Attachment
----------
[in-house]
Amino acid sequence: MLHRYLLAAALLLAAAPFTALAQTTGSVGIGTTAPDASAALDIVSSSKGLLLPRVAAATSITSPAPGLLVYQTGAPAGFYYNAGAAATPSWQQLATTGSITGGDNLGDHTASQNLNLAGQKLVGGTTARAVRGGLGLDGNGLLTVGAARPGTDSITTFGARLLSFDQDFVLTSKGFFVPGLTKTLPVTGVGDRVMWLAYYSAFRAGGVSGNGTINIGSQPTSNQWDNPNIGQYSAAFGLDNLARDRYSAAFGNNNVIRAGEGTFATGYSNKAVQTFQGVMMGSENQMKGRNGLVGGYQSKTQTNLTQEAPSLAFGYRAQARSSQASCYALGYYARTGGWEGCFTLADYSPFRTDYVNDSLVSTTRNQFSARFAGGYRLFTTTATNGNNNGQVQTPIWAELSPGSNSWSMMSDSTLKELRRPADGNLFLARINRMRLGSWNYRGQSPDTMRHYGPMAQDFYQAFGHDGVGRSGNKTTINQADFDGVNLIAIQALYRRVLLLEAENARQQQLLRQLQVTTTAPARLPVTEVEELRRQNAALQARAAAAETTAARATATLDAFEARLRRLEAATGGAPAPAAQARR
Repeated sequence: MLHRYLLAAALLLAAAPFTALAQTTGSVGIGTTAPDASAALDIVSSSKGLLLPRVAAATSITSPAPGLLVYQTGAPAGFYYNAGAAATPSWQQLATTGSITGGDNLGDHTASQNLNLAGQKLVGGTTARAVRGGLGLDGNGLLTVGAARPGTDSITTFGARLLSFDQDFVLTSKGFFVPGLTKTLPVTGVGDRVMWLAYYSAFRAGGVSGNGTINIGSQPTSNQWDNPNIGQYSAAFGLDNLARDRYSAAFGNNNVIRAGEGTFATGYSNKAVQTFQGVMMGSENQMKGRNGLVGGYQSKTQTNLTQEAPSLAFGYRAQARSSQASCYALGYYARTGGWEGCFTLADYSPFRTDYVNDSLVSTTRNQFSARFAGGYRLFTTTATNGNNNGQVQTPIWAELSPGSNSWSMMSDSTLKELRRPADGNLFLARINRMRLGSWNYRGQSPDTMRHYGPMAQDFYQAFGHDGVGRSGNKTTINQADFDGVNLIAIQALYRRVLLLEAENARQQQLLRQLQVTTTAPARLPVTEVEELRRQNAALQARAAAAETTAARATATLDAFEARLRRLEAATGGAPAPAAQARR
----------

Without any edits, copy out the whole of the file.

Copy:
[in-house]
Amino acid sequence: MLHRYLLAAALLLAAAPFTALAQTTGSVGIGTTAPDASAALDIVSSSKGLLLPRVAAATSITSPAPGLLVYQTGAPAGFYYNAGAAATPSWQQLATTGSITGGDNLGDHTASQNLNLAGQKLVGGTTARAVRGGLGLDGNGLLTVGAARPGTDSITTFGARLLSFDQDFVLTSKGFFVPGLTKTLPVTGVGDRVMWLAYYSAFRAGGVSGNGTINIGSQPTSNQWDNPNIGQYSAAFGLDNLARDRYSAAFGNNNVIRAGEGTFATGYSNKAVQTFQGVMMGSENQMKGRNGLVGGYQSKTQTNLTQEAPSLAFGYRAQARSSQASCYALGYYARTGGWEGCFTLADYSPFRTDYVNDSLVSTTRNQFSARFAGGYRLFTTTATNGNNNGQVQTPIWAELSPGSNSWSMMSDSTLKELRRPADGNLFLARINRMRLGSWNYRGQSPDTMRHYGPMAQDFYQAFGHDGVGRSGNKTTINQADFDGVNLIAIQALYRRVLLLEAENARQQQLLRQLQVTTTAPARLPVTEVEELRRQNAALQARAAAAETTAARATATLDAFEARLRRLEAATGGAPAPAAQARR
Repeated sequence: MLHRYLLAAALLLAAAPFTALAQTTGSVGIGTTAPDASAALDIVSSSKGLLLPRVAAATSITSPAPGLLVYQTGAPAGFYYNAGAAATPSWQQLATTGSITGGDNLGDHTASQNLNLAGQKLVGGTTARAVRGGLGLDGNGLLTVGAARPGTDSITTFGARLLSFDQDFVLTSKGFFVPGLTKTLPVTGVGDRVMWLAYYSAFRAGGVSGNGTINIGSQPTSNQWDNPNIGQYSAAFGLDNLARDRYSAAFGNNNVIRAGEGTFATGYSNKAVQTFQGVMMGSENQMKGRNGLVGGYQSKTQTNLTQEAPSLAFGYRAQARSSQASCYALGYYARTGGWEGCFTLADYSPFRTDYVNDSLVSTTRNQFSARFAGGYRLFTTTATNGNNNGQVQTPIWAELSPGSNSWSMMSDSTLKELRRPADGNLFLARINRMRLGSWNYRGQSPDTMRHYGPMAQDFYQAFGHDGVGRSGNKTTINQADFDGVNLIAIQALYRRVLLLEAENARQQQLLRQLQVTTTAPARLPVTEVEELRRQNAALQARAAAAETTAARATATLDAFEARLRRLEAATGGAPAPAAQARR